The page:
In this video the Pentagon's focus on climate change is described as a significant factor as the military examines potential risks, strategic responses, and impacts of climate change on future military and humanitarian missions. In 2010, for the first time, the Pentagon focused on climate change as a significant factor in its Quadrennial Defense Review of potential risks and strategic responses.
This interactive world map shows the impact of a global temperature rise of 4 degrees Celsius on a variety of factors including agriculture, marine life, fires, weather patterns, and health. Hot Spots can be clicked on to get more specific information about the problems in different regions.
This interactive visualization provides a clear, well-documented snapshot of current and projected values of several climate variables for local areas in California. The climate variables include observed and projected temperatures, projected snowpack, areas vulnerable to flooding due to sea level rise, and projected increase in wildfires. The projected values come from expert sources and well-established climate models.
This video is part of the Climate Science in a Nutshell video series. This short video looks at the effects of climate change happening right now around the globe, including: more extreme weather events, droughts, forest fires, land use changes, altered ranges of disease-carrying insects, and the loss of some agricultural products. It concludes with a discussion of the differences among weather, climate variability and climate change.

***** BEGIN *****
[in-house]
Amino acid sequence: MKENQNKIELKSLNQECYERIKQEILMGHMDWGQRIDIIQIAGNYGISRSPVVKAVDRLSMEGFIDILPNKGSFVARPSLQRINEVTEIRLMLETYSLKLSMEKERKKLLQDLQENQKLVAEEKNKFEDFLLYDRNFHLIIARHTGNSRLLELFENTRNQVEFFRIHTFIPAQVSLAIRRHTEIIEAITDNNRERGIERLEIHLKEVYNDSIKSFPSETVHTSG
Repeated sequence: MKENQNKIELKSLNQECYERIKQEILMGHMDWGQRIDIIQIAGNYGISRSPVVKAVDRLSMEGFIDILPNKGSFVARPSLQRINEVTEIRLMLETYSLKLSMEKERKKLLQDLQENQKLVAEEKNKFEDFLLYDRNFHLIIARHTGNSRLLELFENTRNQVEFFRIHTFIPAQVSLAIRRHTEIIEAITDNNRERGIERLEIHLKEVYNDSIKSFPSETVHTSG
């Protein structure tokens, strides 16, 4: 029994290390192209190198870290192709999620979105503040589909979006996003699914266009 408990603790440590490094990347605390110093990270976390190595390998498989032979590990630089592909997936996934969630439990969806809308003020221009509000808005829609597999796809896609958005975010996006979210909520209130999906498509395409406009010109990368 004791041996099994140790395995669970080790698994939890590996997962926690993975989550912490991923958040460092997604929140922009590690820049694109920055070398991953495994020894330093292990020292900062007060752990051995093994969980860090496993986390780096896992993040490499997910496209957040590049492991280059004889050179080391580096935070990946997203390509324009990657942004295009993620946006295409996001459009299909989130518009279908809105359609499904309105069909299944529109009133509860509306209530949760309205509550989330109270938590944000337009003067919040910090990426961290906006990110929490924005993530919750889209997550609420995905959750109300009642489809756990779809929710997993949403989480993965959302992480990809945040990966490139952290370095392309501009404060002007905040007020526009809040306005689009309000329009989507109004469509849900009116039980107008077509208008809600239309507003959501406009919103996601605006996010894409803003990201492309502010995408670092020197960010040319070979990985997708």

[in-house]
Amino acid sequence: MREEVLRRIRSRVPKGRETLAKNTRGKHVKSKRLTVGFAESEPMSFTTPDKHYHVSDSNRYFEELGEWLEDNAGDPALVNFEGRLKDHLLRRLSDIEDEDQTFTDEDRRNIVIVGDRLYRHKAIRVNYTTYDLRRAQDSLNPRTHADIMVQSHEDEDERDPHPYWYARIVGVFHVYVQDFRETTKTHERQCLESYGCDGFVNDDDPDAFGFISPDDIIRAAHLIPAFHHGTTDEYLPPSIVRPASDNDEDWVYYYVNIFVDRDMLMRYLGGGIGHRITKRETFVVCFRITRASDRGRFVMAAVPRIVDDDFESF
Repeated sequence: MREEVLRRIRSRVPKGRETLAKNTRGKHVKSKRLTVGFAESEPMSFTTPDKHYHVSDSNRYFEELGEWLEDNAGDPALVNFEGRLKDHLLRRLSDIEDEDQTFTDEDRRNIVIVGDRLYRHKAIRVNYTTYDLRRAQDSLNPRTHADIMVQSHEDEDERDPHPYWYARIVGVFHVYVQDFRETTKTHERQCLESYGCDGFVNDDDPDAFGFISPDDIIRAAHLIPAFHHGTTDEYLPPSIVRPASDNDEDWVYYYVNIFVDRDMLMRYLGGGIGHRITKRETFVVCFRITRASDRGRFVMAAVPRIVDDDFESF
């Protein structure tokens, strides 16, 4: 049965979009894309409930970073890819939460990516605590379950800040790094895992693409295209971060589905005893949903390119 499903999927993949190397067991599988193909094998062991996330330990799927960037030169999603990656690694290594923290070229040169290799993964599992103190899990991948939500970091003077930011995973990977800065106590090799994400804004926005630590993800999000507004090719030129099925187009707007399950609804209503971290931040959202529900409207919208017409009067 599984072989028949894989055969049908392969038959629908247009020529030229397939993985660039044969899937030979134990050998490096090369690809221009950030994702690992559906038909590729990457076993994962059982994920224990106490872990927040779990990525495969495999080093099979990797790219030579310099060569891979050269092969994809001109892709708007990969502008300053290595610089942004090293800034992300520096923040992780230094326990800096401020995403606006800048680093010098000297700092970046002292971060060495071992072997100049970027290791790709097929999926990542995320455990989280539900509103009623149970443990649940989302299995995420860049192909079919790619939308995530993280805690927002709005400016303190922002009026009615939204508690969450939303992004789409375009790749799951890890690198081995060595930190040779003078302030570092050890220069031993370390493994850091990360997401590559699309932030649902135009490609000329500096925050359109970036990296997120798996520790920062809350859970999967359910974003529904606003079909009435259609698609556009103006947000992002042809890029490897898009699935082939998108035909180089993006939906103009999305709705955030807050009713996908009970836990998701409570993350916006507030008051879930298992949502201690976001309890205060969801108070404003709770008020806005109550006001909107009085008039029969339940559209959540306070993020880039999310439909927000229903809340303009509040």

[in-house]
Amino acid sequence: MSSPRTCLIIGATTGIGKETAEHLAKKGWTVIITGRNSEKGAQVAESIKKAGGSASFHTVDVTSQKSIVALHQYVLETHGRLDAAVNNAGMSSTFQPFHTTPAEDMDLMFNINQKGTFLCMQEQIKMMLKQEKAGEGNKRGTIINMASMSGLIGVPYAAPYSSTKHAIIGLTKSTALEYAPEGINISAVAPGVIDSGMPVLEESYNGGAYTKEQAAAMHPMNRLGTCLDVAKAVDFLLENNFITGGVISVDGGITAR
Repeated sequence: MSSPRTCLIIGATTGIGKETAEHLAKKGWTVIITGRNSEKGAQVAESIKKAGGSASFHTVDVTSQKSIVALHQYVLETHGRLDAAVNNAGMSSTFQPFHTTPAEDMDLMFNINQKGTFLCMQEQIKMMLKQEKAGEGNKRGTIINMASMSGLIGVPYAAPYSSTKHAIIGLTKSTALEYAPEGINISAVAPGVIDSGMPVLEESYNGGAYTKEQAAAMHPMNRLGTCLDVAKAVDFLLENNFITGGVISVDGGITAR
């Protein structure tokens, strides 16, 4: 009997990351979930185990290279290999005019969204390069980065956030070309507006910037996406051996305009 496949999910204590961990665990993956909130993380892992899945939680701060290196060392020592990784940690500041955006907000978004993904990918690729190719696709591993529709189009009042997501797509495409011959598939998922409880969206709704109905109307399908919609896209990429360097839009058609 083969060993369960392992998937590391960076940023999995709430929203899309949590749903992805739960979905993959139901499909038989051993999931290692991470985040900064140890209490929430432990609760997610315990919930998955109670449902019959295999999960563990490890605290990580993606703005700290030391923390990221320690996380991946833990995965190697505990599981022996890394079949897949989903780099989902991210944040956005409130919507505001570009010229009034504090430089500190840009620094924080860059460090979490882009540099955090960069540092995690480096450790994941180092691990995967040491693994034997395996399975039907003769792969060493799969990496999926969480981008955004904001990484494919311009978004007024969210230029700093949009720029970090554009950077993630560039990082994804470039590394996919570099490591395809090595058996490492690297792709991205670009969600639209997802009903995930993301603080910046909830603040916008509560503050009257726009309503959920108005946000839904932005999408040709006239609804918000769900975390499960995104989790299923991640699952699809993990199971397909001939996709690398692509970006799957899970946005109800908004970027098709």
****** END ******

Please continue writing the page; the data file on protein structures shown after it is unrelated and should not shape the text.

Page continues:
This video from ClimateCentral looks at the way climate conditions can affect vegetation in the West, and what influence this has on wildfires. Drought and rainfall can have very different wildfire outcomes, depending on vegetation type, extent, and location.
This short cartoon video uses a simple baseball analogy (steroid use increases probability of hitting home runs) to explain how small increases in greenhouse gases can cause global temperature changes and increase the probability of extreme weather events.
This video is part two of a seven-part National Academies series, Climate Change: Lines of Evidence. The video outlines, with the use of recent research and historical data, how we know that the Earth is warming.
Global Sea Level Rise Scenarios for the United States National Climate Assessment
December 6, 2012
Global sea level has been steadily rising for decades and is expected to continue. Scientists have very high confidence that global sea level will rise at least another 8 inches and as much as 6.6 feet by 2100, causing significant impacts in U.S. coastal regions. This report lays out the science and describes possible scenarios to help planners and policy leaders assess the risks.